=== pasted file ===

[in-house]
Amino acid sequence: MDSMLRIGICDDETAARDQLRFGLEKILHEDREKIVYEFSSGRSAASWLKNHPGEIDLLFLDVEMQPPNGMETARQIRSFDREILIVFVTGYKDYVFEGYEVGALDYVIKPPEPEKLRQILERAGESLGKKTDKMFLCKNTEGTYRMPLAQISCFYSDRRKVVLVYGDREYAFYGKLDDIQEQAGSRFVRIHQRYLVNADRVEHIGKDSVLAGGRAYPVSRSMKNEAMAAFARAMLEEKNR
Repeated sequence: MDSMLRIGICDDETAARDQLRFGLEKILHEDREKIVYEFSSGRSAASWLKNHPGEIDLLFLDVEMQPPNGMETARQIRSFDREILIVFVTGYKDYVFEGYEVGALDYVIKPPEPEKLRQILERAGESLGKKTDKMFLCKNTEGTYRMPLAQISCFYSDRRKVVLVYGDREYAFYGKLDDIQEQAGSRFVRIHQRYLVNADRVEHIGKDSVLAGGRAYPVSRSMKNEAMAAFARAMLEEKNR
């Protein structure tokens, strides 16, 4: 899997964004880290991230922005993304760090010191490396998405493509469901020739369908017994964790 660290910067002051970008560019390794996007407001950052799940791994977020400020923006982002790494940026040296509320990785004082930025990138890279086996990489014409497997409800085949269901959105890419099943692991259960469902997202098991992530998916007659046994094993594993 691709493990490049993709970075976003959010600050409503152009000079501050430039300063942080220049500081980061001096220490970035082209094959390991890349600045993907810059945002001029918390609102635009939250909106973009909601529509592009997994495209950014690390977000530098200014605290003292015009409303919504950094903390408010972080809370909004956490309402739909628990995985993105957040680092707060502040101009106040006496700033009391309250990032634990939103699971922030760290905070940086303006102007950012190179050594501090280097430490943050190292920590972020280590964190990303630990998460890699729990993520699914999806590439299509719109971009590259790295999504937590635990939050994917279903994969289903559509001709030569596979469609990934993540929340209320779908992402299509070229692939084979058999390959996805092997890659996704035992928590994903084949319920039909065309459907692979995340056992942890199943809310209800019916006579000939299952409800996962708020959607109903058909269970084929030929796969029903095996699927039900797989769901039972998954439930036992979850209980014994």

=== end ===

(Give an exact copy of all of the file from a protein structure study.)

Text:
[in-house]
Amino acid sequence: MDSMLRIGICDDETAARDQLRFGLEKILHEDREKIVYEFSSGRSAASWLKNHPGEIDLLFLDVEMQPPNGMETARQIRSFDREILIVFVTGYKDYVFEGYEVGALDYVIKPPEPEKLRQILERAGESLGKKTDKMFLCKNTEGTYRMPLAQISCFYSDRRKVVLVYGDREYAFYGKLDDIQEQAGSRFVRIHQRYLVNADRVEHIGKDSVLAGGRAYPVSRSMKNEAMAAFARAMLEEKNR
Repeated sequence: MDSMLRIGICDDETAARDQLRFGLEKILHEDREKIVYEFSSGRSAASWLKNHPGEIDLLFLDVEMQPPNGMETARQIRSFDREILIVFVTGYKDYVFEGYEVGALDYVIKPPEPEKLRQILERAGESLGKKTDKMFLCKNTEGTYRMPLAQISCFYSDRRKVVLVYGDREYAFYGKLDDIQEQAGSRFVRIHQRYLVNADRVEHIGKDSVLAGGRAYPVSRSMKNEAMAAFARAMLEEKNR
């Protein structure tokens, strides 16, 4: 899997964004880290991230922005993304760090010191490396998405493509469901020739369908017994964790 660290910067002051970008560019390794996007407001950052799940791994977020400020923006982002790494940026040296509320990785004082930025990138890279086996990489014409497997409800085949269901959105890419099943692991259960469902997202098991992530998916007659046994094993594993 691709493990490049993709970075976003959010600050409503152009000079501050430039300063942080220049500081980061001096220490970035082209094959390991890349600045993907810059945002001029918390609102635009939250909106973009909601529509592009997994495209950014690390977000530098200014605290003292015009409303919504950094903390408010972080809370909004956490309402739909628990995985993105957040680092707060502040101009106040006496700033009391309250990032634990939103699971922030760290905070940086303006102007950012190179050594501090280097430490943050190292920590972020280590964190990303630990998460890699729990993520699914999806590439299509719109971009590259790295999504937590635990939050994917279903994969289903559509001709030569596979469609990934993540929340209320779908992402299509070229692939084979058999390959996805092997890659996704035992928590994903084949319920039909065309459907692979995340056992942890199943809310209800019916006579000939299952409800996962708020959607109903058909269970084929030929796969029903095996699927039900797989769901039972998954439930036992979850209980014994």